By comparison, between 11% and 20% of troops from Iraq and Afghanistan, including some Air Force crew members who fly conventional warplanes, have been diagnosed with PTSD, according to the National Center for PTSD.
At the very least, the stress leaves drone crews at risk for depression and anxiety disorders, potentially affecting their performance, psychologists say.
Often, crew members don't even acknowledge that they're stressed by combat. After all, they're not directly exposed to combat smells or sounds, or the imminent threat of death — all typically associated with PTSD in ground troops.
Crews who feel stress don't say it's "because I was in combat or because we had to blow up a building or because we saw people get blown up," Ortega said. Rather, he said, they complain of shift work, schedule changes, long hours, low staffing and failure to maintain family relationships.
As one respondent complained: "Sustaining vigilance is mind-numbing." Others wrote: "Too much monotony/Groundhog Day" and "Not being around to do stuff at home."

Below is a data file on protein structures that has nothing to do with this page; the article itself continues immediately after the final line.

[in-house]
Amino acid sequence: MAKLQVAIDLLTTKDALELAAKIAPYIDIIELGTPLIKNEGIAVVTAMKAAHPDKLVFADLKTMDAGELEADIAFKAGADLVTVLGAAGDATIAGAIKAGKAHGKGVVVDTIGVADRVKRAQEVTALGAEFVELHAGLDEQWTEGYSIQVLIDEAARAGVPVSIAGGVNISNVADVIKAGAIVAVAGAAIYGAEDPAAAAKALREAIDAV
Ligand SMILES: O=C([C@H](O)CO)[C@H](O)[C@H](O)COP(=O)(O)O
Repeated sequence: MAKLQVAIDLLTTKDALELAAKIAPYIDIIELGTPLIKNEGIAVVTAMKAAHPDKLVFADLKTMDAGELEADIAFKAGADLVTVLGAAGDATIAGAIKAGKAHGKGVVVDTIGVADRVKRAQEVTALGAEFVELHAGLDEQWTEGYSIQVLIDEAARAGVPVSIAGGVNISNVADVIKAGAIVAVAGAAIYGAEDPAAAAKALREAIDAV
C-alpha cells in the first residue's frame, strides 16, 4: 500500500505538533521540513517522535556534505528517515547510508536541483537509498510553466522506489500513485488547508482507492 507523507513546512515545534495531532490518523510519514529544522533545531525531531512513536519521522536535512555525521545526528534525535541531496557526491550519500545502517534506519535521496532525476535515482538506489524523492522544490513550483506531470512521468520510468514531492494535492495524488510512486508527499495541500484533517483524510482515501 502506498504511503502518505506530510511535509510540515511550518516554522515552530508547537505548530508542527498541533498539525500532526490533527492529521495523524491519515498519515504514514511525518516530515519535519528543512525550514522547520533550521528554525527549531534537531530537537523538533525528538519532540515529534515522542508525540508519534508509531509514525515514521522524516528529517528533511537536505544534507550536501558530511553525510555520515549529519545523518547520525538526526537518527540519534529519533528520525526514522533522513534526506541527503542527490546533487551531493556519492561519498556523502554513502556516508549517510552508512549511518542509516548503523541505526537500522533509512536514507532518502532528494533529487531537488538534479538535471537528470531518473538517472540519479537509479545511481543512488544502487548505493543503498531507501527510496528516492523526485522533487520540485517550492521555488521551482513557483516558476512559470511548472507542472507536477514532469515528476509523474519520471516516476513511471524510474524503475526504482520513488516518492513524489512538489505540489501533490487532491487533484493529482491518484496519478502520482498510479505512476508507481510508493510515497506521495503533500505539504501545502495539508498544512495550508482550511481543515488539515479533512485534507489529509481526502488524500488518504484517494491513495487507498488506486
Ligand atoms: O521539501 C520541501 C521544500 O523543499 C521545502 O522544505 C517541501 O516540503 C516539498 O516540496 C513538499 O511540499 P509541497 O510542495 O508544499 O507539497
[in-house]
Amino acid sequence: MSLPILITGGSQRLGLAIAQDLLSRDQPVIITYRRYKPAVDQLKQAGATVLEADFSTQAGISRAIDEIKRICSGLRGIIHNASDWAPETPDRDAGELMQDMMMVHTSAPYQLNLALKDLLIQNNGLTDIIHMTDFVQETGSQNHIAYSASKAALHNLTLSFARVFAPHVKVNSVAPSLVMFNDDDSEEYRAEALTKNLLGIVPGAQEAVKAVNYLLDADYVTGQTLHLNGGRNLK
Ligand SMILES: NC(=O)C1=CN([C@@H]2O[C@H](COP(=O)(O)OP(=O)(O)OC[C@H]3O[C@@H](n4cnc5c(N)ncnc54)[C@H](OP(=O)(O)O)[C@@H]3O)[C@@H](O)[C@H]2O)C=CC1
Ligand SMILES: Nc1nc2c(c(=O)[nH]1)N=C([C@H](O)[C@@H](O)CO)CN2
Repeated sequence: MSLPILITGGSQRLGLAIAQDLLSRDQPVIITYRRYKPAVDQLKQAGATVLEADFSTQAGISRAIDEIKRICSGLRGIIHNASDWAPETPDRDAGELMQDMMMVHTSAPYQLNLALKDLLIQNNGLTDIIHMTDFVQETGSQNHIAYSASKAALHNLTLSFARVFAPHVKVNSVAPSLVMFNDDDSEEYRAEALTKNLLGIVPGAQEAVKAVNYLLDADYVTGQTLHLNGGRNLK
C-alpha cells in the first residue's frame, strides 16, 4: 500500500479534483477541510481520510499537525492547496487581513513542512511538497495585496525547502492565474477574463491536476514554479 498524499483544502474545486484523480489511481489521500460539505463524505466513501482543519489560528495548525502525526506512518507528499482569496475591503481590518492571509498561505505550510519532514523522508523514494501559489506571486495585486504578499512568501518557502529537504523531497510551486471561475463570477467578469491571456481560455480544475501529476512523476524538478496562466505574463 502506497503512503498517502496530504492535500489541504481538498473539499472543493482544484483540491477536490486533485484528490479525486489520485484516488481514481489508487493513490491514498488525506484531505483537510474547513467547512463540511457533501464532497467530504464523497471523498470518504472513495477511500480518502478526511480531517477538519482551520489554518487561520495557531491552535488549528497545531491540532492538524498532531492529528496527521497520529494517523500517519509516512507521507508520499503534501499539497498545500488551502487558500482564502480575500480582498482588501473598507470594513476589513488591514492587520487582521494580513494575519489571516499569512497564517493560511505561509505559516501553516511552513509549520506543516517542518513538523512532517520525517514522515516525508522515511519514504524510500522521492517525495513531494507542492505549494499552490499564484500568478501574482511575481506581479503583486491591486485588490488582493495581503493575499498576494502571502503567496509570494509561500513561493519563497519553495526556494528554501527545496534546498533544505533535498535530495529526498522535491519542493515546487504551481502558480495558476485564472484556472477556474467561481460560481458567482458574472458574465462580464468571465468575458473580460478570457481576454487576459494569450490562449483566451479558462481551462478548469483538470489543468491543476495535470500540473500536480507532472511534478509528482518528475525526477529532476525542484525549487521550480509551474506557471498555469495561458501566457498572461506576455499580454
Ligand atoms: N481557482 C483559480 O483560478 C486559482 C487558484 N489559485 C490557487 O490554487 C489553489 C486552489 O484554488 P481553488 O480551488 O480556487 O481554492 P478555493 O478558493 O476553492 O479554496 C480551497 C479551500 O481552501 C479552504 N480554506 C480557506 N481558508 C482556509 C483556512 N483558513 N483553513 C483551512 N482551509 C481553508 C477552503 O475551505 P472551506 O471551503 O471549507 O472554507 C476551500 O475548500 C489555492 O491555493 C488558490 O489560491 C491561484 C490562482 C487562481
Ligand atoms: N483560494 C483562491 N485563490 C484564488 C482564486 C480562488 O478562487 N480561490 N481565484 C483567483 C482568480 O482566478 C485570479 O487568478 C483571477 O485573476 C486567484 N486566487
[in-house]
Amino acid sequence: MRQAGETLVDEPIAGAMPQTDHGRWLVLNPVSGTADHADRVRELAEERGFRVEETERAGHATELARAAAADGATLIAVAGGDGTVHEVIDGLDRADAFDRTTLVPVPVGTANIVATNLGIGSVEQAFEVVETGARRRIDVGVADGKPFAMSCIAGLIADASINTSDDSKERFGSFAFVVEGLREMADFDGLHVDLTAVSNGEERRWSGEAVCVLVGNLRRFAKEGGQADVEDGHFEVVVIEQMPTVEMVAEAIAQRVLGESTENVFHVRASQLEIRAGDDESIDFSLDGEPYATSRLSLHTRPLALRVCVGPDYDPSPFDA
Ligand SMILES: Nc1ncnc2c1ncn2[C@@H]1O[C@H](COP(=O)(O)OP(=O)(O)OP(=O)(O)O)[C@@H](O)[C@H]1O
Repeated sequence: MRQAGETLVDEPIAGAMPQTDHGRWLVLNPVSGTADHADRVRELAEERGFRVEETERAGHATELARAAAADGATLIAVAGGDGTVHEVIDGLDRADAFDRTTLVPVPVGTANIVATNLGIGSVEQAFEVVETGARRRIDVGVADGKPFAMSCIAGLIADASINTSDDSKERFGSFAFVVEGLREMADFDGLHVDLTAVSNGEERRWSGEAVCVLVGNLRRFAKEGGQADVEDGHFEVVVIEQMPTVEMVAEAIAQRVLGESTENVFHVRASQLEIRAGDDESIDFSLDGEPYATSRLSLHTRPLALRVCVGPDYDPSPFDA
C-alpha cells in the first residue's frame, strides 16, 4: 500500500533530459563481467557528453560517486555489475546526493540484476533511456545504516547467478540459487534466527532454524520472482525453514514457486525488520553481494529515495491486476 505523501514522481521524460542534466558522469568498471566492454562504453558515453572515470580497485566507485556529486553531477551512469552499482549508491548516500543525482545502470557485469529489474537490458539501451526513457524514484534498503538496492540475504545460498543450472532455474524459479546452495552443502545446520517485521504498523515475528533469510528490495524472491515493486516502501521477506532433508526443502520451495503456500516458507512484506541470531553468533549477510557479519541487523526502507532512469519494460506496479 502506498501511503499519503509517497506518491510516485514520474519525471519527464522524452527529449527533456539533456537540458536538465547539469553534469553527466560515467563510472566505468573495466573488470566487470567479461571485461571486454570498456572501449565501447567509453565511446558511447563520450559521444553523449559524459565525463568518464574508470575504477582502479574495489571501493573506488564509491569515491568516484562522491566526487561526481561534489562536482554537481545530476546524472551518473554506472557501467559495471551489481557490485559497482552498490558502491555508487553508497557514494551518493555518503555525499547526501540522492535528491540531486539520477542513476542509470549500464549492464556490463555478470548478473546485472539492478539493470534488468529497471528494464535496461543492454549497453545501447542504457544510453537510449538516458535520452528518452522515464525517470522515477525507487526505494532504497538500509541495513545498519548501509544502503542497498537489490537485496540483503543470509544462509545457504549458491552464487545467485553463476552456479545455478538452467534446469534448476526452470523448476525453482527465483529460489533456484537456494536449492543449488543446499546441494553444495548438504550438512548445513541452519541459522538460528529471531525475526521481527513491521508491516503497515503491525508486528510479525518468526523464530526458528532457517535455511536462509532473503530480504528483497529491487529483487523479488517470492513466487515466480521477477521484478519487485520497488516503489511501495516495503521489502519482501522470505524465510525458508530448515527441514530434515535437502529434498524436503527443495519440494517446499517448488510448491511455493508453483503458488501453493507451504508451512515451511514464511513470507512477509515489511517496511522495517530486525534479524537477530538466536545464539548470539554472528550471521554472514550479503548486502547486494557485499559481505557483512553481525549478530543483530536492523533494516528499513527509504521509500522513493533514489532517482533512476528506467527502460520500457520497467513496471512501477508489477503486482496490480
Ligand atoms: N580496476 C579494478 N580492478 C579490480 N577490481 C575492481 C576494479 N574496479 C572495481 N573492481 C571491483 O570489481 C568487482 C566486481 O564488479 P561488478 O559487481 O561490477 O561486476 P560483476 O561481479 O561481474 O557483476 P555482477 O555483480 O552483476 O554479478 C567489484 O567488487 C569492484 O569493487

The Air Force is considering assigning more chaplains and psychologists to drone units, said Dr. Wayne Chappelle, an Air Force clinical psychologist. It's also considering workshops on family stresses, and adding psychologists to military clinics so that crew members don't have to be referred to outside specialists.
Combat stress needs to be addressed before it affects crew performance, Chappelle said.
Crew members may not be able to escape combat stress, Ortega said.
"This is a different kind of war, but it's still war," he said. "And they do internally feel it."